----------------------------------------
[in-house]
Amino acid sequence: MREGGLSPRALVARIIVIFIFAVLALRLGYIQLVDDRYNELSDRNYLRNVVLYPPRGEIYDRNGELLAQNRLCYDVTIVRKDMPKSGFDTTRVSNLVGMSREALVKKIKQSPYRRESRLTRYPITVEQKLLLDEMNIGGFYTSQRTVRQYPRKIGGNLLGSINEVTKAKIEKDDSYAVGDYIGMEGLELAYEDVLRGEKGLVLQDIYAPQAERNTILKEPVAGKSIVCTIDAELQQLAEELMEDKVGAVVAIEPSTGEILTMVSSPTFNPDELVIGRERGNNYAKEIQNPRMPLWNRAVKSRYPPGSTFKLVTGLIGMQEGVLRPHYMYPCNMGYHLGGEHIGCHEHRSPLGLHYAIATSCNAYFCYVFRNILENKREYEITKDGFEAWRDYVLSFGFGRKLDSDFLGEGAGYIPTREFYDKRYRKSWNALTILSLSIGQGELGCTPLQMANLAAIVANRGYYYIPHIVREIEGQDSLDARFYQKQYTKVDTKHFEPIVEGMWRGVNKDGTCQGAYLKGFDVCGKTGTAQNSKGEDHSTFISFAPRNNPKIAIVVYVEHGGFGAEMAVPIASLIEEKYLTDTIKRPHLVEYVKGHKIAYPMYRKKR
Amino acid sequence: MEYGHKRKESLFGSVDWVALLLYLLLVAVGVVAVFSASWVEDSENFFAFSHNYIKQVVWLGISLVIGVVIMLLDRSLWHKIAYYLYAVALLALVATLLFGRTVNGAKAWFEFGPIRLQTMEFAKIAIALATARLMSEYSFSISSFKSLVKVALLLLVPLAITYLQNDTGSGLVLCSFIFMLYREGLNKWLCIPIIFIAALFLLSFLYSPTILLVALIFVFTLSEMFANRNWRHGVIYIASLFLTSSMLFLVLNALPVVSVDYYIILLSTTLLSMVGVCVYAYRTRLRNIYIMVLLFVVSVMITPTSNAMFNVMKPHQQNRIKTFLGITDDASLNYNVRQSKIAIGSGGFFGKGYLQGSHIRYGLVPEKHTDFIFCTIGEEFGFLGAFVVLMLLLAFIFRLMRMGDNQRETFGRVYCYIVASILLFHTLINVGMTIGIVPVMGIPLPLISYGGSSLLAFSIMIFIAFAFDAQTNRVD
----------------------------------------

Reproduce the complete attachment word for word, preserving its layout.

[in-house]
Amino acid sequence: MREGGLSPRALVARIIVIFIFAVLALRLGYIQLVDDRYNELSDRNYLRNVVLYPPRGEIYDRNGELLAQNRLCYDVTIVRKDMPKSGFDTTRVSNLVGMSREALVKKIKQSPYRRESRLTRYPITVEQKLLLDEMNIGGFYTSQRTVRQYPRKIGGNLLGSINEVTKAKIEKDDSYAVGDYIGMEGLELAYEDVLRGEKGLVLQDIYAPQAERNTILKEPVAGKSIVCTIDAELQQLAEELMEDKVGAVVAIEPSTGEILTMVSSPTFNPDELVIGRERGNNYAKEIQNPRMPLWNRAVKSRYPPGSTFKLVTGLIGMQEGVLRPHYMYPCNMGYHLGGEHIGCHEHRSPLGLHYAIATSCNAYFCYVFRNILENKREYEITKDGFEAWRDYVLSFGFGRKLDSDFLGEGAGYIPTREFYDKRYRKSWNALTILSLSIGQGELGCTPLQMANLAAIVANRGYYYIPHIVREIEGQDSLDARFYQKQYTKVDTKHFEPIVEGMWRGVNKDGTCQGAYLKGFDVCGKTGTAQNSKGEDHSTFISFAPRNNPKIAIVVYVEHGGFGAEMAVPIASLIEEKYLTDTIKRPHLVEYVKGHKIAYPMYRKKR
Amino acid sequence: MEYGHKRKESLFGSVDWVALLLYLLLVAVGVVAVFSASWVEDSENFFAFSHNYIKQVVWLGISLVIGVVIMLLDRSLWHKIAYYLYAVALLALVATLLFGRTVNGAKAWFEFGPIRLQTMEFAKIAIALATARLMSEYSFSISSFKSLVKVALLLLVPLAITYLQNDTGSGLVLCSFIFMLYREGLNKWLCIPIIFIAALFLLSFLYSPTILLVALIFVFTLSEMFANRNWRHGVIYIASLFLTSSMLFLVLNALPVVSVDYYIILLSTTLLSMVGVCVYAYRTRLRNIYIMVLLFVVSVMITPTSNAMFNVMKPHQQNRIKTFLGITDDASLNYNVRQSKIAIGSGGFFGKGYLQGSHIRYGLVPEKHTDFIFCTIGEEFGFLGAFVVLMLLLAFIFRLMRMGDNQRETFGRVYCYIVASILLFHTLINVGMTIGIVPVMGIPLPLISYGGSSLLAFSIMIFIAFAFDAQTNRVD